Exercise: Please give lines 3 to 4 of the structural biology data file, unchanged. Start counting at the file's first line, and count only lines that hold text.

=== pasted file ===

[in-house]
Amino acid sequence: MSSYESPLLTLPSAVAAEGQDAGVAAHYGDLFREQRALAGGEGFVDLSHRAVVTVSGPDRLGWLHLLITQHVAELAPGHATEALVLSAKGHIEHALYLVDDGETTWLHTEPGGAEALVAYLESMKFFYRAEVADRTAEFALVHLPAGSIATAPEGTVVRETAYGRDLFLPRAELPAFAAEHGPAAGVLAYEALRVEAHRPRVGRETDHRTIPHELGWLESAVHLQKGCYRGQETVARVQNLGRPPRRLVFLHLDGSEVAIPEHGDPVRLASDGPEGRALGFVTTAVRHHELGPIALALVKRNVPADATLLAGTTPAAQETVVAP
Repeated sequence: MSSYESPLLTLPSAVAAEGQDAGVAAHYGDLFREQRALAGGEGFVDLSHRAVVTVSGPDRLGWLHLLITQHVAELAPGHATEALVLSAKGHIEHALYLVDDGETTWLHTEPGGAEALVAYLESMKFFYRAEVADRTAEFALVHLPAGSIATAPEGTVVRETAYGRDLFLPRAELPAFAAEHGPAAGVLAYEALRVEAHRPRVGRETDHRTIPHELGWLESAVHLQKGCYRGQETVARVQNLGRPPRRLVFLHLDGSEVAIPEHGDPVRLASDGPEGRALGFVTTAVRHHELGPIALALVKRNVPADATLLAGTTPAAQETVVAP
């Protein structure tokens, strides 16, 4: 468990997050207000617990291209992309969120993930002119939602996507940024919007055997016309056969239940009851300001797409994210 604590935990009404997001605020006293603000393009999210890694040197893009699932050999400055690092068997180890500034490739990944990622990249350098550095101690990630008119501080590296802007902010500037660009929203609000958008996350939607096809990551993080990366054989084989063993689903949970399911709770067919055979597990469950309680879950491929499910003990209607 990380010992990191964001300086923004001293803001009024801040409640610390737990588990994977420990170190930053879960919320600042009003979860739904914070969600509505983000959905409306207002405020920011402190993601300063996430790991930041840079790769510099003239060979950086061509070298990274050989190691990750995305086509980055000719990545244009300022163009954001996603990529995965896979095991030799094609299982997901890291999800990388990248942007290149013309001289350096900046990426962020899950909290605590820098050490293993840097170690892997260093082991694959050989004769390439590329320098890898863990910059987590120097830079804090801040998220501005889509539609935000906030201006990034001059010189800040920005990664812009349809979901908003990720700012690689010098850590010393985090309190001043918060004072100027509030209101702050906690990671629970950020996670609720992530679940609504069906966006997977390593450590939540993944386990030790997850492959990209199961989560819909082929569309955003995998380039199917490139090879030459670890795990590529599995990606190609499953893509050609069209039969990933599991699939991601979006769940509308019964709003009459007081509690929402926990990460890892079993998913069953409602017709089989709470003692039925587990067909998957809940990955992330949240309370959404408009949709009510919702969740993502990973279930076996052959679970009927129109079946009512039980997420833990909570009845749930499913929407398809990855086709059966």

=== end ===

Repeated sequence: MSSYESPLLTLPSAVAAEGQDAGVAAHYGDLFREQRALAGGEGFVDLSHRAVVTVSGPDRLGWLHLLITQHVAELAPGHATEALVLSAKGHIEHALYLVDDGETTWLHTEPGGAEALVAYLESMKFFYRAEVADRTAEFALVHLPAGSIATAPEGTVVRETAYGRDLFLPRAELPAFAAEHGPAAGVLAYEALRVEAHRPRVGRETDHRTIPHELGWLESAVHLQKGCYRGQETVARVQNLGRPPRRLVFLHLDGSEVAIPEHGDPVRLASDGPEGRALGFVTTAVRHHELGPIALALVKRNVPADATLLAGTTPAAQETVVAP
């Protein structure tokens, strides 16, 4: 468990997050207000617990291209992309969120993930002119939602996507940024919007055997016309056969239940009851300001797409994210 604590935990009404997001605020006293603000393009999210890694040197893009699932050999400055690092068997180890500034490739990944990622990249350098550095101690990630008119501080590296802007902010500037660009929203609000958008996350939607096809990551993080990366054989084989063993689903949970399911709770067919055979597990469950309680879950491929499910003990209607 990380010992990191964001300086923004001293803001009024801040409640610390737990588990994977420990170190930053879960919320600042009003979860739904914070969600509505983000959905409306207002405020920011402190993601300063996430790991930041840079790769510099003239060979950086061509070298990274050989190691990750995305086509980055000719990545244009300022163009954001996603990529995965896979095991030799094609299982997901890291999800990388990248942007290149013309001289350096900046990426962020899950909290605590820098050490293993840097170690892997260093082991694959050989004769390439590329320098890898863990910059987590120097830079804090801040998220501005889509539609935000906030201006990034001059010189800040920005990664812009349809979901908003990720700012690689010098850590010393985090309190001043918060004072100027509030209101702050906690990671629970950020996670609720992530679940609504069906966006997977390593450590939540993944386990030790997850492959990209199961989560819909082929569309955003995998380039199917490139090879030459670890795990590529599995990606190609499953893509050609069209039969990933599991699939991601979006769940509308019964709003009459007081509690929402926990990460890892079993998913069953409602017709089989709470003692039925587990067909998957809940990955992330949240309370959404408009949709009510919702969740993502990973279930076996052959679970009927129109079946009512039980997420833990909570009845749930499913929407398809990855086709059966």